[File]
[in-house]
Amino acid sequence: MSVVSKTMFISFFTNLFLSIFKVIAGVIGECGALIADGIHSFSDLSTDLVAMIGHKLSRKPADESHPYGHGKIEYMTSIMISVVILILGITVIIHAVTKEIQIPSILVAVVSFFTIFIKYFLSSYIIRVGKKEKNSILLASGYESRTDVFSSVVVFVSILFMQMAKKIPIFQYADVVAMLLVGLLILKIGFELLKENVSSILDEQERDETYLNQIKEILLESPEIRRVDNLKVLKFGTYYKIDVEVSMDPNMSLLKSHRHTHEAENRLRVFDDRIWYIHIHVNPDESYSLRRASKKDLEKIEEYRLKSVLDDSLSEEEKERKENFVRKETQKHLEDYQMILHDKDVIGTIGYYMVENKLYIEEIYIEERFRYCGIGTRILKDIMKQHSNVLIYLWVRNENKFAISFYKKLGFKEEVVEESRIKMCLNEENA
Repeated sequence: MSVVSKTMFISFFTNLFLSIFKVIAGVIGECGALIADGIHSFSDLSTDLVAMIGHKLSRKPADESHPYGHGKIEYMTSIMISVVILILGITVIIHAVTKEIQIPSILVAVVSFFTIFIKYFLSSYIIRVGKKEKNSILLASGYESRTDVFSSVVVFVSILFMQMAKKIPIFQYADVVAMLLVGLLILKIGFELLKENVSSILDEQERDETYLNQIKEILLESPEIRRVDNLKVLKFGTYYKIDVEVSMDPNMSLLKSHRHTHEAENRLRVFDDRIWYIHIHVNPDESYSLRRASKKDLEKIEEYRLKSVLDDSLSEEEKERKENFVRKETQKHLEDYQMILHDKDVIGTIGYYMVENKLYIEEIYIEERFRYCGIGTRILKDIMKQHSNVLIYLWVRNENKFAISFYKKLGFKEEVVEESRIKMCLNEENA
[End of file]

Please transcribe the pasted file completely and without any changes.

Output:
[in-house]
Amino acid sequence: MSVVSKTMFISFFTNLFLSIFKVIAGVIGECGALIADGIHSFSDLSTDLVAMIGHKLSRKPADESHPYGHGKIEYMTSIMISVVILILGITVIIHAVTKEIQIPSILVAVVSFFTIFIKYFLSSYIIRVGKKEKNSILLASGYESRTDVFSSVVVFVSILFMQMAKKIPIFQYADVVAMLLVGLLILKIGFELLKENVSSILDEQERDETYLNQIKEILLESPEIRRVDNLKVLKFGTYYKIDVEVSMDPNMSLLKSHRHTHEAENRLRVFDDRIWYIHIHVNPDESYSLRRASKKDLEKIEEYRLKSVLDDSLSEEEKERKENFVRKETQKHLEDYQMILHDKDVIGTIGYYMVENKLYIEEIYIEERFRYCGIGTRILKDIMKQHSNVLIYLWVRNENKFAISFYKKLGFKEEVVEESRIKMCLNEENA
Repeated sequence: MSVVSKTMFISFFTNLFLSIFKVIAGVIGECGALIADGIHSFSDLSTDLVAMIGHKLSRKPADESHPYGHGKIEYMTSIMISVVILILGITVIIHAVTKEIQIPSILVAVVSFFTIFIKYFLSSYIIRVGKKEKNSILLASGYESRTDVFSSVVVFVSILFMQMAKKIPIFQYADVVAMLLVGLLILKIGFELLKENVSSILDEQERDETYLNQIKEILLESPEIRRVDNLKVLKFGTYYKIDVEVSMDPNMSLLKSHRHTHEAENRLRVFDDRIWYIHIHVNPDESYSLRRASKKDLEKIEEYRLKSVLDDSLSEEEKERKENFVRKETQKHLEDYQMILHDKDVIGTIGYYMVENKLYIEEIYIEERFRYCGIGTRILKDIMKQHSNVLIYLWVRNENKFAISFYKKLGFKEEVVEESRIKMCLNEENA